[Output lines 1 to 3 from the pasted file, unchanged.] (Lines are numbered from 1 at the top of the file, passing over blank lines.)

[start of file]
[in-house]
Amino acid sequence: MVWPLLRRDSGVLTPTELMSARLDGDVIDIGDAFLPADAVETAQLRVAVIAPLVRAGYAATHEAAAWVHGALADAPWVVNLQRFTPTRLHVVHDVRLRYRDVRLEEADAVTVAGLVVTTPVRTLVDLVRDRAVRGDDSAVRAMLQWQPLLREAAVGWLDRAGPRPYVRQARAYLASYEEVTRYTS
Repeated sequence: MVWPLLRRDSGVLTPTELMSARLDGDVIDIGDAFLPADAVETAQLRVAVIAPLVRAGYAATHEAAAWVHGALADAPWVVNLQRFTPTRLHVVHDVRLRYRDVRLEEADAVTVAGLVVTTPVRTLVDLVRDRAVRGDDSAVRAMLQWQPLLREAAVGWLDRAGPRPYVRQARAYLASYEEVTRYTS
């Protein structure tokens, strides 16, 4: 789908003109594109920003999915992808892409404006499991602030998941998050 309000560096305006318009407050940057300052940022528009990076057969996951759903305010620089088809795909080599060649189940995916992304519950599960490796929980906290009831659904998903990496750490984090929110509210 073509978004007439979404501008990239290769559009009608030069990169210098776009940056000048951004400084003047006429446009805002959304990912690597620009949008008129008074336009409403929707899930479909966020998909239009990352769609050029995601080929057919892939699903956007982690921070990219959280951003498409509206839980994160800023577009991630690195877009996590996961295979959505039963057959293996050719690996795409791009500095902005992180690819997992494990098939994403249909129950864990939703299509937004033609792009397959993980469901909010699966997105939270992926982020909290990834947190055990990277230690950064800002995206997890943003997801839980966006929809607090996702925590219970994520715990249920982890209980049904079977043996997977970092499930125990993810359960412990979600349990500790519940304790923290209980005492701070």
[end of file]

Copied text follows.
[in-house]
Amino acid sequence: MVWPLLRRDSGVLTPTELMSARLDGDVIDIGDAFLPADAVETAQLRVAVIAPLVRAGYAATHEAAAWVHGALADAPWVVNLQRFTPTRLHVVHDVRLRYRDVRLEEADAVTVAGLVVTTPVRTLVDLVRDRAVRGDDSAVRAMLQWQPLLREAAVGWLDRAGPRPYVRQARAYLASYEEVTRYTS
Repeated sequence: MVWPLLRRDSGVLTPTELMSARLDGDVIDIGDAFLPADAVETAQLRVAVIAPLVRAGYAATHEAAAWVHGALADAPWVVNLQRFTPTRLHVVHDVRLRYRDVRLEEADAVTVAGLVVTTPVRTLVDLVRDRAVRGDDSAVRAMLQWQPLLREAAVGWLDRAGPRPYVRQARAYLASYEEVTRYTS